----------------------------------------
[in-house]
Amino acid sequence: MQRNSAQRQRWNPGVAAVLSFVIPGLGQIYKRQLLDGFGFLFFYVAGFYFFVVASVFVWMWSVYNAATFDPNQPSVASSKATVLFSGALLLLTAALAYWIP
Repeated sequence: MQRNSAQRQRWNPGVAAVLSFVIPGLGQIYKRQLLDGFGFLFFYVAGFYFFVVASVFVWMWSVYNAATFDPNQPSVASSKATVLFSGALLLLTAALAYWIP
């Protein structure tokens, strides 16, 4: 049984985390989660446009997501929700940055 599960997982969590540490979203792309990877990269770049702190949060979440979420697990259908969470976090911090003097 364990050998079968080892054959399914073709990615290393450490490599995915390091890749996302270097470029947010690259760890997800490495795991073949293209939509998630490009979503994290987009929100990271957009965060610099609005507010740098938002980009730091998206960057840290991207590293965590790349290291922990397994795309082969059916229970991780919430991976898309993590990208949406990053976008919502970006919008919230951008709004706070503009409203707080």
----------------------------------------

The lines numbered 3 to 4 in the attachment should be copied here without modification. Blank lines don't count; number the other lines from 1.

Repeated sequence: MQRNSAQRQRWNPGVAAVLSFVIPGLGQIYKRQLLDGFGFLFFYVAGFYFFVVASVFVWMWSVYNAATFDPNQPSVASSKATVLFSGALLLLTAALAYWIP
């Protein structure tokens, strides 16, 4: 049984985390989660446009997501929700940055 599960997982969590540490979203792309990877990269770049702190949060979440979420697990259908969470976090911090003097 364990050998079968080892054959399914073709990615290393450490490599995915390091890749996302270097470029947010690259760890997800490495795991073949293209939509998630490009979503994290987009929100990271957009965060610099609005507010740098938002980009730091998206960057840290991207590293965590790349290291922990397994795309082969059916229970991780919430991976898309993590990208949406990053976008919502970006919008919230951008709004706070503009409203707080």